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Gray Death: a new mixture of drugs now threatens the lives of first responders

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MISSOULA, MT - 91 people die every day nationwide from overdosing on opioids like heroin, fentanyl, prescription painkillers, and even elephant tranquilizers. 

Now, drug dealers are making a deadly mixture of these drugs that's being called "Gray Death."

As Kaitlin Miller reports, it's so strong, you don't even have to take it to be at risk.

Mel Holtz knew he wanted to be a firefighter when he was just a kid.

"Once I started early on I just kind of got hooked and I've been helping out ever since," Holtz said.

Now, he's logged 14 years as a first responder. His department takes about 700 calls a year...everything from fires to traffic accidents and medical calls.

In a training exercise, Holtz and his team work on another firefighter - but in the field they're seeing more patients who are dealing with real overdoses.

"You know from when I started fourteen years ago the calls have changed," said Holtz. "The drug-use has seen an uptick."

And there's a scary new drug that's putting these first responders at risk.

James McCubbin, Deputy Missoula County Attorney, is prosecuting his first case dealing with Gray Death...a dangerous mix of drugs including heroin and some form of other opioid like fentanyl or carfentanil - a drug so strong it's used as an elephant tranquilizer.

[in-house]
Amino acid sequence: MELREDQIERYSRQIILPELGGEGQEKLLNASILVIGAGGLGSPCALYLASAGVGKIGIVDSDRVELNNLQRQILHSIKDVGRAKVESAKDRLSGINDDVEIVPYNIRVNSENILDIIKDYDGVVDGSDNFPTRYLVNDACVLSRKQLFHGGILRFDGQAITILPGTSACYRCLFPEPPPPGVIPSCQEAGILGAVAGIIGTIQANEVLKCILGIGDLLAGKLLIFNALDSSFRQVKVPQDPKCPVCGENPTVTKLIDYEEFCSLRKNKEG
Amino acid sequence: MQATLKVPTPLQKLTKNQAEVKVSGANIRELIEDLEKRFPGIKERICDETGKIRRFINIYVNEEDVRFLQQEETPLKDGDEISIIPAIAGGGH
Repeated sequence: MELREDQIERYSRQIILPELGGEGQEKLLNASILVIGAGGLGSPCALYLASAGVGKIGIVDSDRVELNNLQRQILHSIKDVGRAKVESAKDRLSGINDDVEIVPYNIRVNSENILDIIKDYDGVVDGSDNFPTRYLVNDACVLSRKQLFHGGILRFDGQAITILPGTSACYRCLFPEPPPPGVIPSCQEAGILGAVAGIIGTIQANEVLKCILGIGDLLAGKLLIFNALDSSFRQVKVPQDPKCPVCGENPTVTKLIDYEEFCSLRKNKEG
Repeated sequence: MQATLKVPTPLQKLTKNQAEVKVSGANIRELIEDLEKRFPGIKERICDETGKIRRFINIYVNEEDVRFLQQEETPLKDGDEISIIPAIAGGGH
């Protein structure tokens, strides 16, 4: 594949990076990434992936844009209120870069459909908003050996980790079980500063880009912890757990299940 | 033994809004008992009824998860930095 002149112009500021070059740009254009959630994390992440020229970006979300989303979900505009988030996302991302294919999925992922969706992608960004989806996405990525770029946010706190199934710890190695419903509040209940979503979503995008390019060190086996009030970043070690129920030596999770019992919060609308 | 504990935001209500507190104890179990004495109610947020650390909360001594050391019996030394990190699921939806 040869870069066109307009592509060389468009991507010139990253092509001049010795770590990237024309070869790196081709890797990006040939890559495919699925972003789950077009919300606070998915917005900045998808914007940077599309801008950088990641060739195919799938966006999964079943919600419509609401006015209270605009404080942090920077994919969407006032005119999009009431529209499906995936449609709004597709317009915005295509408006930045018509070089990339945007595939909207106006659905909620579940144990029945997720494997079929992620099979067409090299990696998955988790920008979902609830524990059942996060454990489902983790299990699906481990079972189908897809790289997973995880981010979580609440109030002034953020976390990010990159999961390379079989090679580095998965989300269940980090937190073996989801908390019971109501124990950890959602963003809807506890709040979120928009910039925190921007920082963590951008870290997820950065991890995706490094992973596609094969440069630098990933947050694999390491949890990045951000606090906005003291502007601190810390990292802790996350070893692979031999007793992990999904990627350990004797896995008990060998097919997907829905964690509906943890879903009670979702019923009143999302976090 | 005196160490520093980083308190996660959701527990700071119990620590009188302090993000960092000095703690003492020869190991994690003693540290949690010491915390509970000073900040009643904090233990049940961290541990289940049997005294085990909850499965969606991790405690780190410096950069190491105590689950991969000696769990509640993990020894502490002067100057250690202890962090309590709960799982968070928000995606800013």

"Well I guess bottom line my concern is that it is going to kill people," McCubbin said.

Even for scientists like Scott Larson with the Montana State Crime Lab, it is extremely difficult to identify and extremely dangerous.

And it's not just addicts who need to worry about this drug. It's so strong that it can be absorbed through the skin or even through the air. Something as simple as washing your hands could put you at risk.

"You never really know what you are getting with this," said Larson.

"So if there is a drug user with fentanyl in a public restroom or something like that, a small child can go in and just put their hand on the sink and overdose," said McCubbin.

First responders are at especially high risk. A police officer in Ohio recently overdosed when trace amounts of Gray Death got on his uniform.

Police Detective Eddie McLean says departments across the region are changing their policies to keep their officers from accidentally overdosing.

"It's scary enough to us that we are requesting our officers to not conduct field tests on it," said McLean.

And even small departments are stocking up on narcan - a nasal spray that counteracts the effects of an opioid overdose. It's a last-line defense to make sure first responders like Holtz make it home safe to their families.

Gray Death is linked to more than a dozen deaths in Georgia, and is suspected in deaths in Alabama and Ohio.

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